And now, staring once more into a creative abyss, Cat Power has managed to sour an occasionally promising career with one of the worst pieces of crap I have ever had the misfortune of buying.

It opens promisingly enough with a rather remarkable, upbeat cover of the Sinatra standard “New York”. Wait a minute, you think, this could be good. You remember “You Are Free” and that first covers disc. Sadly, any good this album possesses dies after those all-too-brief 2 minutes.

Hank Williams’ “Rambling Man”, covered to perfection by Mark Lanegan a few years ago, is reimagined as “Rambling (Wo)man” and the less said about it the better. I’ve heard Hank Williams covered to death across the world, from Delvin to Delhi, but I have never once heard anyone make this tragic figure’s lyrics sound trite, contrived and boring. But Cat Power manages just that. Awful beyond words.

An instantly forgettable crawl of an original that sounds like a depressed Sinead O’Connor singing as gaelige, and a woeful cover of the horse stealing cowboy song “Silver Stallion” (which features a child playing slide guitar) pass by and then this fast-fading honky tackles “Aretha, Sing One For Me.”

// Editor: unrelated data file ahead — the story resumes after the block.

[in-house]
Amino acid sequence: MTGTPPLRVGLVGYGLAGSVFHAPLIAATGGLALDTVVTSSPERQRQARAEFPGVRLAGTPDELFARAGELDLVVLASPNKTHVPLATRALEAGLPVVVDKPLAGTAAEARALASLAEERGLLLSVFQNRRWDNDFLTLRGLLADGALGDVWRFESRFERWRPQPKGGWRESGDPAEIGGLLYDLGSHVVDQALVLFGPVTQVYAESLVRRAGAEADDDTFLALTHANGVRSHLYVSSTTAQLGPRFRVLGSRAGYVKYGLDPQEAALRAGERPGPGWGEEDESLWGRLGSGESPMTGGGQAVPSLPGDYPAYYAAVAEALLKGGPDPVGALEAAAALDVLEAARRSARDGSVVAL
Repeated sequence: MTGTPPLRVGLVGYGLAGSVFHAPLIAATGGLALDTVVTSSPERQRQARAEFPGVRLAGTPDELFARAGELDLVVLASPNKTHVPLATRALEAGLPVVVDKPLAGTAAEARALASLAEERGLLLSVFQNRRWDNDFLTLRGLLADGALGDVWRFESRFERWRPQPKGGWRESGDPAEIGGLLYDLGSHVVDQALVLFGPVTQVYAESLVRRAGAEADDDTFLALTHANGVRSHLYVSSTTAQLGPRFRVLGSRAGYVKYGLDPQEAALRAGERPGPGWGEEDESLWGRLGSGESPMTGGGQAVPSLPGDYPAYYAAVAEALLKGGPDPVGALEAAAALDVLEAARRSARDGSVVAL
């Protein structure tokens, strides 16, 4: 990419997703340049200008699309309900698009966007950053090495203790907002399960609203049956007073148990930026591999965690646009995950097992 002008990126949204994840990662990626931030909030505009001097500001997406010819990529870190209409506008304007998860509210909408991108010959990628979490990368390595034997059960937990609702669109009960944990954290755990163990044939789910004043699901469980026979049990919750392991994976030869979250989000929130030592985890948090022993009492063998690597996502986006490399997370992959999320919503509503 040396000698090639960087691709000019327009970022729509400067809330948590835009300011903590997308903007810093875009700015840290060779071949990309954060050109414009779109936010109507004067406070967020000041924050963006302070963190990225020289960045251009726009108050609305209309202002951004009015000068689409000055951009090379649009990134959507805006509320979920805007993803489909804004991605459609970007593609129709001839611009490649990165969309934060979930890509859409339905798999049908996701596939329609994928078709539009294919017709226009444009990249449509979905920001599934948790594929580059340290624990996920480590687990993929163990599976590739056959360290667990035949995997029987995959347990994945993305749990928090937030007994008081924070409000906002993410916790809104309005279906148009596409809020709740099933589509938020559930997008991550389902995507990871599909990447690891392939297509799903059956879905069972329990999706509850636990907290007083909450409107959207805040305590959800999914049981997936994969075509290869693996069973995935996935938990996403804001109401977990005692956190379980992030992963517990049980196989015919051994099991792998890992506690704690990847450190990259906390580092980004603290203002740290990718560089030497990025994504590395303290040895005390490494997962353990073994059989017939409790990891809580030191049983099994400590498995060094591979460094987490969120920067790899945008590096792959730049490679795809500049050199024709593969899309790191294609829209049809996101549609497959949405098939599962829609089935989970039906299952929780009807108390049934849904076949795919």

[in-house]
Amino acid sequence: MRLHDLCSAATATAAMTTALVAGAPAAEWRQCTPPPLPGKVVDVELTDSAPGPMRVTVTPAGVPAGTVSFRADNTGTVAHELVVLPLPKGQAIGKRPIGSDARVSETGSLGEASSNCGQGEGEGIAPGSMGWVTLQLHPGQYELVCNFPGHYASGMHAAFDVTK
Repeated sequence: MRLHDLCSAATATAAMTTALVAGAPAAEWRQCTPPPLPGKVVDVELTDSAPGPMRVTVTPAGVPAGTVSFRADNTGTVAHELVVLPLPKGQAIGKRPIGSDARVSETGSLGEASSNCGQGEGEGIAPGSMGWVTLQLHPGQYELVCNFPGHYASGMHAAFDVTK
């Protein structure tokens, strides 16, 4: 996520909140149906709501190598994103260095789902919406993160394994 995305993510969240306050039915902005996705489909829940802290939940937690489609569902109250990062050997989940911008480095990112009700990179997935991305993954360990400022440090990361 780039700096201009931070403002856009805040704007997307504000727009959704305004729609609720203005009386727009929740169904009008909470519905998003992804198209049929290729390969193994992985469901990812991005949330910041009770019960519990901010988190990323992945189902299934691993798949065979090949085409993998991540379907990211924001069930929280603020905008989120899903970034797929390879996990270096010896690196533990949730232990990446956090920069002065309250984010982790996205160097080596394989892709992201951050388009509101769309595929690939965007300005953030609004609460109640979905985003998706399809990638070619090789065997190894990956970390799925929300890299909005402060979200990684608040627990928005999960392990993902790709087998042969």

I have genuinely heard better Status Quo b-sides than this hash of a cover. If “the” Quo had the gall to cover a black standard, at least they’d do it with a nod, a wink and you wouldn’t mind. Well you would, you wouldn’t listen to it. If Aretha ever hears this she’ll be out for Cat’s head. Out of time sloppy drums, a guitarist forgetting his licks, the bridge from “Rescue Me” thrown in at the wrong place and a few uncomfortable pauses make for extremely uncomfortable listening. This isn’t a re-imagining, or a tribute, this is an insult.

And just before it couldn’t possibly get worse, it does. James Brown’s “Lost Someone” is, er, lost. She pleads for help throughout – “Help me, help me, please, please, please, good God almighty” she sings, without so much as dropping her lyrics sheet, never mind dropping to her knees. She puts about as much passion into it and sings with as much conviction as a reluctant captain of a losing Camoige team would if she was asked to sing Tina Turner’s “Simply the Best” after her team had been annihilated 10-5 to 0-01 in an Inter-County Final. Thank God it only lasts less than three minutes. If James Brown was alive to actually hear this shit, he’d whip out that shotgun of his and hunt this kitty down.